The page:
When people hear I am a mum of five they sometimes think I must be a parenting expert by now. While I consider myself quite experienced at changing nappies, wrestling a wiggly baby into a bodysuit and swaddling a newborn in a few quick moves there are plenty of things I still struggle with too. It is no secret that all babies are different and they all come with their own challenges with sleep being one of the biggest battles for most families (including ours!).
Over time many babies settle into a ‘proper’ sleeping pattern by themselves but sometimes this doesn’t happen naturally and slowly the whole family starts to suffer from sleep deprivation. If you are in desperate need of some much-needed zzz’s you’ll be glad to know The Sleep Coach is here to help:
Snooze Specialist Cheryl Fingleson, also known as The Sleep Coach, is a lovely Australian mum of two who has a real heart for helping young children, and their parents, achieve the restful sleep they all need. As a certified gentle sleep coach Cheryl is experienced, fully trained and well-equiped to develop effective, personal sleeping solutions that will fit your family’s situation and needs perfectly.
Personally I found it very reassuring that Cheryl only supports safe and gentle sleep techniques and does not believe in leaving babies or children to cry it out (CIO), nor in the practices of controlled crying. Even co-sleeping is not necessarily a no-go, here are Cheryl’s top tips for co-sleeping the safe way:
How to Co-Sleep Safely:
Make sure your mattress is firm, as your baby could suffocate or overheat on a soft mattress. If your bed has a frame, a headboard, or is against a wall, make sure the mattress fits snugly, so your baby can’t fall into any gaps. This risk is highest when your baby is between 3 months and 10 months.
Keep the bedding light and minimal, and don’t use a duvet if you are co-sleeping. If your baby is less than a year old, use lightweight covers, and use them sparingly to prevent overheating or suffocation. This risk is highest during his first three months of his life. Check every now and then to make sure he hasn’t wriggled down and covered his head.
Never sleep on a sofa with your baby, as he could become wedged in the cracks between the sofa cushions or between you and the back of the sofa. Don’t co-sleep on a waterbed as these are too soft and may have deep crevices around the frame where your baby could get trapped.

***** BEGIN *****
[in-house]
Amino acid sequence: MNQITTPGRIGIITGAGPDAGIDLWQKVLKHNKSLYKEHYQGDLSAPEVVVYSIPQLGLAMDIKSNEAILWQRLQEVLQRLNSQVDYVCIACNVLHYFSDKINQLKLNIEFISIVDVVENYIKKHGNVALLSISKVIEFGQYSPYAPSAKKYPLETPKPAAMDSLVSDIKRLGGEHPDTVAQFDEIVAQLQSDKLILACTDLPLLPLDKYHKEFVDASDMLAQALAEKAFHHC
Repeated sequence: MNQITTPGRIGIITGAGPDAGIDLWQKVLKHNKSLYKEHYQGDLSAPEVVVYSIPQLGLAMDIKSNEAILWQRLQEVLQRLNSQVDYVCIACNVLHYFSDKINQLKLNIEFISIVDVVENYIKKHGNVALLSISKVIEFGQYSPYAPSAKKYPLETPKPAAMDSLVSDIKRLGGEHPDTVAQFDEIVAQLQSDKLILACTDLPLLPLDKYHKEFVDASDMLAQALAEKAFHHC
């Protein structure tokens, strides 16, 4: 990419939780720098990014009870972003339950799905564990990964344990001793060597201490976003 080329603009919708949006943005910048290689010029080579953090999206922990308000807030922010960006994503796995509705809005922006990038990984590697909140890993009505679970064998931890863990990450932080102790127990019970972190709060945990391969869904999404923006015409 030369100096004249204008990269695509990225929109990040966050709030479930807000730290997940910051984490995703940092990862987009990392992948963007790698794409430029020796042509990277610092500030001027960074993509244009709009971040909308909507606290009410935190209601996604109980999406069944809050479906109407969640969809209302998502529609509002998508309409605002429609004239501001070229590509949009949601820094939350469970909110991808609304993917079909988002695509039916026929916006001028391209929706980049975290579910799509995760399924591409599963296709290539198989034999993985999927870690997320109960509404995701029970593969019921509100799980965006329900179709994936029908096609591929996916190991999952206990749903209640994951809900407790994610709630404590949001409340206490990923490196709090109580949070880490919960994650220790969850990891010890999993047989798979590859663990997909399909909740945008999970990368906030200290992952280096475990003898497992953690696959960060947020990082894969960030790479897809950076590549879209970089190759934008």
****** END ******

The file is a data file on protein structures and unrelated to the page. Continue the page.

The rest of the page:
Keep your baby warm, not hot, and dress him lightly for sleep. Contact with your body will raise his skin temperature. As a rule of thumb, if you’re a comfortable temperature, then your baby probably is, too.
Don’t let your baby and toddler sleep next to each other in bed. Toddlers don’t understand the risks, and could roll over onto your baby, or put an arm across his mouth or head. You or your partner should always sleep between the children if you want them both in your bed.
Your baby should never be left alone on the bed, as he could easily fall out, even if you’ve just nipped to the loo. Don’t let your baby sleep on a pillow, or put one either side of him, as he may roll off it or be smothered in the folds.
Buy a rail to attach to the side of the bed or put him in a safe place, such as a bassinette or cot, while you are out of the room.
When is co-sleeping not safe?
Do not co-sleep if:
- You or your partner smoke.
- Your baby was premature or had a low birth weight.
- You or your partner have been drinking alcohol, or have taken medication or drugs. This may affect your memory and you could forget that your baby is in your bed and roll over onto him. You may also sleep so soundly that you are unaware that you’ve rolled on to him.
- You are extremely tired, or have a sleep disorder, such as sleep apnoea. You may be in such a deep sleep that you don’t wake up if you roll onto your baby.
To find out more about The Sleep Coach, to see what services Cheryl offers and to inquire about a sleep solution for your family visit www.thesleepcoach.com.au.